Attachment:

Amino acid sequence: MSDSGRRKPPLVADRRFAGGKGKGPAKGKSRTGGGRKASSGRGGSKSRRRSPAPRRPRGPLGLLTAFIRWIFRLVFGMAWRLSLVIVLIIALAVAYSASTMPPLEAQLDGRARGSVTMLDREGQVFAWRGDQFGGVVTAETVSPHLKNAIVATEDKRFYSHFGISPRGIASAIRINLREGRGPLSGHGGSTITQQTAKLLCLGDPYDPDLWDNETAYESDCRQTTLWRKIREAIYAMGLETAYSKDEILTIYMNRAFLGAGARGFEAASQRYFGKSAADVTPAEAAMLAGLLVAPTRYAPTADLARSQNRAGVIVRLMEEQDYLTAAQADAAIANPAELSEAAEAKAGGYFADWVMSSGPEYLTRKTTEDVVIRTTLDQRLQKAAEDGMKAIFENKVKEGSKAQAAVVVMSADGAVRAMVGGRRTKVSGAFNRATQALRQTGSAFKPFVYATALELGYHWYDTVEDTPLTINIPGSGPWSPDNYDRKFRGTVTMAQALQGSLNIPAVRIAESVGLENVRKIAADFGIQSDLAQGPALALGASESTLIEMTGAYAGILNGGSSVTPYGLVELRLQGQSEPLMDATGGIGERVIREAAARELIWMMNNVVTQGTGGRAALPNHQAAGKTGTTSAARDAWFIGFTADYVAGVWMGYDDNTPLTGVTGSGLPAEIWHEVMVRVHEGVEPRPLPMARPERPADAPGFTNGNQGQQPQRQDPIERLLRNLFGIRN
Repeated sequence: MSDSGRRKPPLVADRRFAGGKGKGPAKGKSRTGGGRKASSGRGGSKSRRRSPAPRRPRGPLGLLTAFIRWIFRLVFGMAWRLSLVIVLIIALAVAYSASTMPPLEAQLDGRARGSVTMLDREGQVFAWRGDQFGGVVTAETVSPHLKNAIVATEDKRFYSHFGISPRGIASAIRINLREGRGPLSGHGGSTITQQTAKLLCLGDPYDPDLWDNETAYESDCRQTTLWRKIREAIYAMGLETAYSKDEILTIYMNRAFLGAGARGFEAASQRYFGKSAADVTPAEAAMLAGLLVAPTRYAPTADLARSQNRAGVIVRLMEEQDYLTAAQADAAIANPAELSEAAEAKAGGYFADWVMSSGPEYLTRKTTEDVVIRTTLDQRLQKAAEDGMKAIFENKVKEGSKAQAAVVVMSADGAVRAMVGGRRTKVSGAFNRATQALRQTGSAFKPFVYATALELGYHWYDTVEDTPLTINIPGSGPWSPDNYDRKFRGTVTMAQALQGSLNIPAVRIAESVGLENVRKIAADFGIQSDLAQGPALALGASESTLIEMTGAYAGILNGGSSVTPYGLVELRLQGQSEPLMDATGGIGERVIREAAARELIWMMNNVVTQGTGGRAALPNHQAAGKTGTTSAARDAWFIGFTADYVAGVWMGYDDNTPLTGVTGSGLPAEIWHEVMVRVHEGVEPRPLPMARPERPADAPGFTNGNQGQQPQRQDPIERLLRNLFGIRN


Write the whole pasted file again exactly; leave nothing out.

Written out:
Amino acid sequence: MSDSGRRKPPLVADRRFAGGKGKGPAKGKSRTGGGRKASSGRGGSKSRRRSPAPRRPRGPLGLLTAFIRWIFRLVFGMAWRLSLVIVLIIALAVAYSASTMPPLEAQLDGRARGSVTMLDREGQVFAWRGDQFGGVVTAETVSPHLKNAIVATEDKRFYSHFGISPRGIASAIRINLREGRGPLSGHGGSTITQQTAKLLCLGDPYDPDLWDNETAYESDCRQTTLWRKIREAIYAMGLETAYSKDEILTIYMNRAFLGAGARGFEAASQRYFGKSAADVTPAEAAMLAGLLVAPTRYAPTADLARSQNRAGVIVRLMEEQDYLTAAQADAAIANPAELSEAAEAKAGGYFADWVMSSGPEYLTRKTTEDVVIRTTLDQRLQKAAEDGMKAIFENKVKEGSKAQAAVVVMSADGAVRAMVGGRRTKVSGAFNRATQALRQTGSAFKPFVYATALELGYHWYDTVEDTPLTINIPGSGPWSPDNYDRKFRGTVTMAQALQGSLNIPAVRIAESVGLENVRKIAADFGIQSDLAQGPALALGASESTLIEMTGAYAGILNGGSSVTPYGLVELRLQGQSEPLMDATGGIGERVIREAAARELIWMMNNVVTQGTGGRAALPNHQAAGKTGTTSAARDAWFIGFTADYVAGVWMGYDDNTPLTGVTGSGLPAEIWHEVMVRVHEGVEPRPLPMARPERPADAPGFTNGNQGQQPQRQDPIERLLRNLFGIRN
Repeated sequence: MSDSGRRKPPLVADRRFAGGKGKGPAKGKSRTGGGRKASSGRGGSKSRRRSPAPRRPRGPLGLLTAFIRWIFRLVFGMAWRLSLVIVLIIALAVAYSASTMPPLEAQLDGRARGSVTMLDREGQVFAWRGDQFGGVVTAETVSPHLKNAIVATEDKRFYSHFGISPRGIASAIRINLREGRGPLSGHGGSTITQQTAKLLCLGDPYDPDLWDNETAYESDCRQTTLWRKIREAIYAMGLETAYSKDEILTIYMNRAFLGAGARGFEAASQRYFGKSAADVTPAEAAMLAGLLVAPTRYAPTADLARSQNRAGVIVRLMEEQDYLTAAQADAAIANPAELSEAAEAKAGGYFADWVMSSGPEYLTRKTTEDVVIRTTLDQRLQKAAEDGMKAIFENKVKEGSKAQAAVVVMSADGAVRAMVGGRRTKVSGAFNRATQALRQTGSAFKPFVYATALELGYHWYDTVEDTPLTINIPGSGPWSPDNYDRKFRGTVTMAQALQGSLNIPAVRIAESVGLENVRKIAADFGIQSDLAQGPALALGASESTLIEMTGAYAGILNGGSSVTPYGLVELRLQGQSEPLMDATGGIGERVIREAAARELIWMMNNVVTQGTGGRAALPNHQAAGKTGTTSAARDAWFIGFTADYVAGVWMGYDDNTPLTGVTGSGLPAEIWHEVMVRVHEGVEPRPLPMARPERPADAPGFTNGNQGQQPQRQDPIERLLRNLFGIRN